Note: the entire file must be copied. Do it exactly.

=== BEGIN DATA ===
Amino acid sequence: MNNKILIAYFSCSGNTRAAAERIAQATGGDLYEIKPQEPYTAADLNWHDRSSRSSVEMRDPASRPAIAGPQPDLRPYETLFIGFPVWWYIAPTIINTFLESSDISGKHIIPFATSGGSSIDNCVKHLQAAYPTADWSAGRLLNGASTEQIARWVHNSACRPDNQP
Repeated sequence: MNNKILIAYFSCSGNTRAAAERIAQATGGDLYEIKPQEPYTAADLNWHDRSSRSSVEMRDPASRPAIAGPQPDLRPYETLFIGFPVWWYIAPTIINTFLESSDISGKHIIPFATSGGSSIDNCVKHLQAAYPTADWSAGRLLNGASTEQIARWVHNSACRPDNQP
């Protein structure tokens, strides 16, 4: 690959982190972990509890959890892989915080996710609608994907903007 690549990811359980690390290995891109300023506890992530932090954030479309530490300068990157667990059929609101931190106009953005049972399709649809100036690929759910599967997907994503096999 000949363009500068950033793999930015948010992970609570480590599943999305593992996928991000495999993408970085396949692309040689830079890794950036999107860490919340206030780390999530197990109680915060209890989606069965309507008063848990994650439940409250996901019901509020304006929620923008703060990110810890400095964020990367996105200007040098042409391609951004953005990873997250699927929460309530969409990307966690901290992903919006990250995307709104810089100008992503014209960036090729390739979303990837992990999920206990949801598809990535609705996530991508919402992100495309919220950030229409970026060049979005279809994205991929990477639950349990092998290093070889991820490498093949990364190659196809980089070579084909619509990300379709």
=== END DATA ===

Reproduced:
Amino acid sequence: MNNKILIAYFSCSGNTRAAAERIAQATGGDLYEIKPQEPYTAADLNWHDRSSRSSVEMRDPASRPAIAGPQPDLRPYETLFIGFPVWWYIAPTIINTFLESSDISGKHIIPFATSGGSSIDNCVKHLQAAYPTADWSAGRLLNGASTEQIARWVHNSACRPDNQP
Repeated sequence: MNNKILIAYFSCSGNTRAAAERIAQATGGDLYEIKPQEPYTAADLNWHDRSSRSSVEMRDPASRPAIAGPQPDLRPYETLFIGFPVWWYIAPTIINTFLESSDISGKHIIPFATSGGSSIDNCVKHLQAAYPTADWSAGRLLNGASTEQIARWVHNSACRPDNQP
């Protein structure tokens, strides 16, 4: 690959982190972990509890959890892989915080996710609608994907903007 690549990811359980690390290995891109300023506890992530932090954030479309530490300068990157667990059929609101931190106009953005049972399709649809100036690929759910599967997907994503096999 000949363009500068950033793999930015948010992970609570480590599943999305593992996928991000495999993408970085396949692309040689830079890794950036999107860490919340206030780390999530197990109680915060209890989606069965309507008063848990994650439940409250996901019901509020304006929620923008703060990110810890400095964020990367996105200007040098042409391609951004953005990873997250699927929460309530969409990307966690901290992903919006990250995307709104810089100008992503014209960036090729390739979303990837992990999920206990949801598809990535609705996530991508919402992100495309919220950030229409970026060049979005279809994205991929990477639950349990092998290093070889991820490498093949990364190659196809980089070579084909619509990300379709």